It is impossible to deny that oriental barbarism may conceivably have gone to these lengths; and it is in favor of the truth of the details that Roman vanity would naturally have been opposed to their invention. But, on the other hand, we have to remember that in the East the person of a king is generally regarded as sacred, and that self-interest restrains the conquering monarch from dishonoring one of his own class. We have also to give due weight to the fact that the earlier authorities are silent with respect to any such atrocities, and that they are first related half a century after the time when they are said to have occurred.
Under these circumstances the skepticism of Gibbon with respect to them is perhaps worthy of commendation.
It may be added that oriental monarchs, when they are cruel, do not show themselves ashamed of their cruelties, but usually relate them openly in their inscriptions or represent them in their bas-reliefs. The remains ascribed on good grounds to Sapor do not, however, contain anything confirmatory of the stories which we are considering. Valerian is represented on them in a humble attitude, but not fettered, and never in the posture of extreme degradation commonly associated with his name. He bends his knee, as no doubt he would be required to do, on being brought into the great king’s presence; but otherwise he does not appear to be subjected to any indignity. It seems thus to be on the whole most probable that the Roman Emperor was not more severely treated than the generality of captive princes, and that Sapor has been unjustly taxed with abusing the rights of conquest.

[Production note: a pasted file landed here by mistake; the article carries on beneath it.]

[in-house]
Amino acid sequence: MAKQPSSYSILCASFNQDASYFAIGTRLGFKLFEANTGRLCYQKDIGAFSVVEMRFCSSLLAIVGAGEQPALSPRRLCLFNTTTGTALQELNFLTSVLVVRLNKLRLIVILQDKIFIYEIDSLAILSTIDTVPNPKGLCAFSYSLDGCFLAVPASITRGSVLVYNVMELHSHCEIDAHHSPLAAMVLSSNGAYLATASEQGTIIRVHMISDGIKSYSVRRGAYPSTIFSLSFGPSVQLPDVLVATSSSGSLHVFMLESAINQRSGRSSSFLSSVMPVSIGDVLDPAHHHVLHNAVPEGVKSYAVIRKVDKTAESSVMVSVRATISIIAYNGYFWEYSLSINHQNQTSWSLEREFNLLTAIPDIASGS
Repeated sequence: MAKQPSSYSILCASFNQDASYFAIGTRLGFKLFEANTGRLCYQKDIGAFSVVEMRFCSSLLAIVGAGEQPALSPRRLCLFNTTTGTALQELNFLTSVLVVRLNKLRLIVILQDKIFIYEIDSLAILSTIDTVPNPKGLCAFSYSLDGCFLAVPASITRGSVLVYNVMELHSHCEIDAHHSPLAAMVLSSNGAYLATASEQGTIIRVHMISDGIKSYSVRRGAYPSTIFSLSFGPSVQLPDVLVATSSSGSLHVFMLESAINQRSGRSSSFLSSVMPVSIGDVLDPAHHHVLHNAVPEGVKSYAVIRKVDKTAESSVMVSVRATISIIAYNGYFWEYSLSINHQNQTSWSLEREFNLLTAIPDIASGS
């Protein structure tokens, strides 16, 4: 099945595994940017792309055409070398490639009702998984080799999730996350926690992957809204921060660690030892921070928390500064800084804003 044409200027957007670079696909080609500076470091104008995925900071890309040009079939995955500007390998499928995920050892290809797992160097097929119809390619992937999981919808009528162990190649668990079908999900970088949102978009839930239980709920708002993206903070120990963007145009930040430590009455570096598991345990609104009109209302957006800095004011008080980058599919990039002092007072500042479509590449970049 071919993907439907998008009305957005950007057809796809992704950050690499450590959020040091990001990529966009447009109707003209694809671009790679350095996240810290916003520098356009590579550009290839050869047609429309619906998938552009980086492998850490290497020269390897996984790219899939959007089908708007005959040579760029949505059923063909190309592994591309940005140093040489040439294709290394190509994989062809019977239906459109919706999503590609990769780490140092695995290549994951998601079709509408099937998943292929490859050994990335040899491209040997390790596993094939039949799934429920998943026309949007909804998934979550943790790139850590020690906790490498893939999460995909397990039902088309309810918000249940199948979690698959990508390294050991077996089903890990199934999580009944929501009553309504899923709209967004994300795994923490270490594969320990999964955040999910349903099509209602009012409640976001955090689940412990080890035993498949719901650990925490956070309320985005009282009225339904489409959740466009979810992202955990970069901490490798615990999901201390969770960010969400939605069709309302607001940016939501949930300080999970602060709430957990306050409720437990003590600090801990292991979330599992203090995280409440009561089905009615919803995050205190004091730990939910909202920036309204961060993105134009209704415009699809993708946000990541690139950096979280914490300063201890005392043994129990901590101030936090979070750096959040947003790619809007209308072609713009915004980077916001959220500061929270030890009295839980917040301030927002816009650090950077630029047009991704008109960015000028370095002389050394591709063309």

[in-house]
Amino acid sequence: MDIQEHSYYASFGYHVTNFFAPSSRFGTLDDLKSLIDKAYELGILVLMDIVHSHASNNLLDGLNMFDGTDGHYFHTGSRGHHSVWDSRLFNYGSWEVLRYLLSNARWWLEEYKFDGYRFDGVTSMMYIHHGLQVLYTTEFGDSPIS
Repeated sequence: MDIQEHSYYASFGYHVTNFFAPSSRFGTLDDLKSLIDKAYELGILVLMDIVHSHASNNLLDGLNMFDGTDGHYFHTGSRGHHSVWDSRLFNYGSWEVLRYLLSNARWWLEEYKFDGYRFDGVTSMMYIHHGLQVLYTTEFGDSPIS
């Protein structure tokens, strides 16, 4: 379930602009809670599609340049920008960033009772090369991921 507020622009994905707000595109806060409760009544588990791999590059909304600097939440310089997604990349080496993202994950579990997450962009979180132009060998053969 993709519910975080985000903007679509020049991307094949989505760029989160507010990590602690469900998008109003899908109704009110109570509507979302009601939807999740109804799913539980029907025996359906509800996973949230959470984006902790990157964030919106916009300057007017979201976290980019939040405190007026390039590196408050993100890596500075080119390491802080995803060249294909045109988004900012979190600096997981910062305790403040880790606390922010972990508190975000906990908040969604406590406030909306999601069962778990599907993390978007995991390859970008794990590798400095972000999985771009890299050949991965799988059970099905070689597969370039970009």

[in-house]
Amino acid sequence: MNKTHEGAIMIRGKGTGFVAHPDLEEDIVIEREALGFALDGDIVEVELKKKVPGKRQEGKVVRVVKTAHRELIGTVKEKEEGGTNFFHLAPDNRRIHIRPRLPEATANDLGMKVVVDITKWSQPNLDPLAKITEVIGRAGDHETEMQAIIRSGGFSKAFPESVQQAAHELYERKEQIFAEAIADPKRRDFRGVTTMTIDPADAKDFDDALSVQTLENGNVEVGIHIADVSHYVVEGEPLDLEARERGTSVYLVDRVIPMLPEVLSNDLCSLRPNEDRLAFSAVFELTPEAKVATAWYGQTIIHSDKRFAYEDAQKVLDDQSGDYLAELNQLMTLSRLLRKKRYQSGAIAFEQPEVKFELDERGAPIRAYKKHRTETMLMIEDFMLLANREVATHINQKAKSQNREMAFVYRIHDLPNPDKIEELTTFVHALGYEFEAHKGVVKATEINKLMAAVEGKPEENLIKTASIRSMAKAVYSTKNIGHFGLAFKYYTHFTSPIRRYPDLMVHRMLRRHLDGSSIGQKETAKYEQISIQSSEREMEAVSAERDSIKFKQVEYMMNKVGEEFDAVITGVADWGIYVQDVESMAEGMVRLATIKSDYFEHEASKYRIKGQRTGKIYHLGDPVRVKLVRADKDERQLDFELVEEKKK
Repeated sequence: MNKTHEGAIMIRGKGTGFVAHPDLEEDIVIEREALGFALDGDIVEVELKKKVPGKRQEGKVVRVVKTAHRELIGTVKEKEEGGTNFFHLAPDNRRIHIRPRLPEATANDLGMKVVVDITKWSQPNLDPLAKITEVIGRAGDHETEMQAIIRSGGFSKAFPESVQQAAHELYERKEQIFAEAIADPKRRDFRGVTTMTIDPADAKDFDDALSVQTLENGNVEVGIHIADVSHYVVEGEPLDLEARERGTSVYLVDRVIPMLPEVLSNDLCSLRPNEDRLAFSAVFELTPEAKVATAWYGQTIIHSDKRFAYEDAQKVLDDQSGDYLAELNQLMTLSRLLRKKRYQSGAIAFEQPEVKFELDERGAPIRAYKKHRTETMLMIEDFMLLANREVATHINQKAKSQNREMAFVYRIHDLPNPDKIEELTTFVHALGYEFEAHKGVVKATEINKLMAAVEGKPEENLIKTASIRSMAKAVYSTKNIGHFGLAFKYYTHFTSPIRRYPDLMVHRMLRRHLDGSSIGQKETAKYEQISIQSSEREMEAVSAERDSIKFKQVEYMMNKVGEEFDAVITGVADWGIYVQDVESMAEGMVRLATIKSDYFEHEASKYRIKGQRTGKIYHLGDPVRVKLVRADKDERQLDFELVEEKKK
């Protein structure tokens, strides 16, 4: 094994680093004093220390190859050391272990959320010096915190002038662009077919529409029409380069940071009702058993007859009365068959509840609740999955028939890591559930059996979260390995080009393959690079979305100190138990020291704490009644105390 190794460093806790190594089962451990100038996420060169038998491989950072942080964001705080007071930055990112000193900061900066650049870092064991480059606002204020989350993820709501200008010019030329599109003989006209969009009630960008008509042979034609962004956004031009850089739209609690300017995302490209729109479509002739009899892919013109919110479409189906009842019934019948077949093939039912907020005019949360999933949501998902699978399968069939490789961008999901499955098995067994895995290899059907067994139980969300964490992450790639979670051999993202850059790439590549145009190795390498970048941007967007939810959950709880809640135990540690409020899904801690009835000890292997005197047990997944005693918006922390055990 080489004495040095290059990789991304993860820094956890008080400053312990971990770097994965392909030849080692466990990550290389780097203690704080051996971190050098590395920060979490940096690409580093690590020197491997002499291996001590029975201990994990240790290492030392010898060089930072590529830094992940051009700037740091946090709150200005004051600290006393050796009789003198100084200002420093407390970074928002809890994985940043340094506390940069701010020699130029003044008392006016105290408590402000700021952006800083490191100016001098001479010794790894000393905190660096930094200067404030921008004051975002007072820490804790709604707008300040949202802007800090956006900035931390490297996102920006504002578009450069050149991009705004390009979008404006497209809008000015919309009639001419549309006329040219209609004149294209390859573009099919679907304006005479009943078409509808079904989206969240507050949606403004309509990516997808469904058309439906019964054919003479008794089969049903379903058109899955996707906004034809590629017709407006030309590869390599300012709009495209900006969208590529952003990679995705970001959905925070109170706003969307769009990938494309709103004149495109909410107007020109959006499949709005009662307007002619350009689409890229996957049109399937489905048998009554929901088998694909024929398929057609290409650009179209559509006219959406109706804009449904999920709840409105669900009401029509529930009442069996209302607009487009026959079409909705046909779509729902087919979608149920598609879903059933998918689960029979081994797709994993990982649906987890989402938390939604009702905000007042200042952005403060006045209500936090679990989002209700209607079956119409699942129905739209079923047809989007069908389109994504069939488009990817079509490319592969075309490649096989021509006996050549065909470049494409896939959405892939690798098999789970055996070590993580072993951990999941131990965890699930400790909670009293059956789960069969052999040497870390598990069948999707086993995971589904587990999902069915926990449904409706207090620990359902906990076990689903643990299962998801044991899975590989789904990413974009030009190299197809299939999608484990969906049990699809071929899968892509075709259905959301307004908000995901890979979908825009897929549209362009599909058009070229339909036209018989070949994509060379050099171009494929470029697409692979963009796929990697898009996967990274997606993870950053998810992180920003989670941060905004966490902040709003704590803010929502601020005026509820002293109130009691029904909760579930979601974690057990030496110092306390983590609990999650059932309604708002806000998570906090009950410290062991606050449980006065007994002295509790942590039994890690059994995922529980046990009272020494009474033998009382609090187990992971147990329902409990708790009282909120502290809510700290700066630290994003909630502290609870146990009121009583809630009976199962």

The hostile feeling of Odenathus against Sapor did not cease with the retreat of the latter across the Euphrates. The Palmyrene prince was bent on taking advantage of the general confusion of the times to carve out for himself a considerable kingdom, of which Palmyra should be the capital. Syria and Palestine, on the one hand, Mesopotamia, on the other, were the provinces that lay most conveniently near to him and that he especially coveted. But Mesopotamia had remained in the possession of the Persians as the prize of their victory over Valerian, and could only be obtained by wresting it from the hands into which it had fallen. Odenathus did not shrink from this contest. It has been, with some reason, conjectured that Sapor must have been at this time occupied with troubles which had broken out on the eastern side of his empire. At any rate, it appears that Odenathus, after a short contest with Macrianus and his son, Quietus, turned his arms once more, about A.D. 263, against the Persians, crossed the Euphrates into Mesopotamia, took Carrhae and Nisibis, defeated Sapor and some of his sons in a battle, and drove the entire Persian host in confusion to the gates of Ctesiphon. He even returned to lay siege to that city; but it was not long before effectual relief arrived; from all the provinces flocked in contingents for the defense of the western capital; several engagements were fought, in some of which Odenathus was defeated; and at last he found himself involved in difficulties through his ignorance of the localities, and so thought it best to retire. Apparently, his retreat was undisturbed; he succeeded in carrying off his booty and his prisoners, among whom were several satraps, and he retained possession of Mesopotamia, which continued to form a part of the Palmyrene kingdom until the capture of Zenobia by Aurelian, A.D. 273.